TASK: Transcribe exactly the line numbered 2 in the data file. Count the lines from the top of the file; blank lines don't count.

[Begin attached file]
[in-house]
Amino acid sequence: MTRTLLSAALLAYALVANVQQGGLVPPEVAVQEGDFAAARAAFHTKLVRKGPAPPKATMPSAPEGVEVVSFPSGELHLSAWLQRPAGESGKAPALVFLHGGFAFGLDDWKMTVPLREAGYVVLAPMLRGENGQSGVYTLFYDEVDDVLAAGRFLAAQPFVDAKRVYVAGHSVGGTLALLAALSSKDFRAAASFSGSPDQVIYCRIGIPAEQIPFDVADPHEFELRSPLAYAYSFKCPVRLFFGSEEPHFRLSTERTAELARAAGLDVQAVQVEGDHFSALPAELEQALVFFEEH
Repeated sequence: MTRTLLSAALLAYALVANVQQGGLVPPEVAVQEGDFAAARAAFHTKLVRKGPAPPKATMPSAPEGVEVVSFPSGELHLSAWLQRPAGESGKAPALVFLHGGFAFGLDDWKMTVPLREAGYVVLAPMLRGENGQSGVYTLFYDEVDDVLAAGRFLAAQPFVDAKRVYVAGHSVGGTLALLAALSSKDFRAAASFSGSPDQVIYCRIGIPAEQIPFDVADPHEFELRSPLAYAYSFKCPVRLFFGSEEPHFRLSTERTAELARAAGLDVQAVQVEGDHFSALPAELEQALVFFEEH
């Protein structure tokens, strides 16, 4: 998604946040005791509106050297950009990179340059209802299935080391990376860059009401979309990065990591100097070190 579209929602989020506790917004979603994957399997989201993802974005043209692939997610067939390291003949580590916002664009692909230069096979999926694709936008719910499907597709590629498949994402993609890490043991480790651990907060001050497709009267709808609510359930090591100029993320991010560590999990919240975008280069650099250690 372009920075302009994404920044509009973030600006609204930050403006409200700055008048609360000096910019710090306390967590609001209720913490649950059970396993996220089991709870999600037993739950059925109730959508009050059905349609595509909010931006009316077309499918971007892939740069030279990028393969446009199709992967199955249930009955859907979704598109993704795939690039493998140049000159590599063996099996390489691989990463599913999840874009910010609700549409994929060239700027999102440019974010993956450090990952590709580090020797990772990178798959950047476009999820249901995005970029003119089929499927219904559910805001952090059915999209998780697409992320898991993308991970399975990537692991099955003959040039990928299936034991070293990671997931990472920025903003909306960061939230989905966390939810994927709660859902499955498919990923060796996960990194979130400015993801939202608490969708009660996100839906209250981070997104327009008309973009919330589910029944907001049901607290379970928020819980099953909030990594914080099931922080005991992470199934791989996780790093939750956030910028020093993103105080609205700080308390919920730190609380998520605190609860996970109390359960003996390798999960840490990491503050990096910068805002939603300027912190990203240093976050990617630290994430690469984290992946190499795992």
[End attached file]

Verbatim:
Amino acid sequence: MTRTLLSAALLAYALVANVQQGGLVPPEVAVQEGDFAAARAAFHTKLVRKGPAPPKATMPSAPEGVEVVSFPSGELHLSAWLQRPAGESGKAPALVFLHGGFAFGLDDWKMTVPLREAGYVVLAPMLRGENGQSGVYTLFYDEVDDVLAAGRFLAAQPFVDAKRVYVAGHSVGGTLALLAALSSKDFRAAASFSGSPDQVIYCRIGIPAEQIPFDVADPHEFELRSPLAYAYSFKCPVRLFFGSEEPHFRLSTERTAELARAAGLDVQAVQVEGDHFSALPAELEQALVFFEEH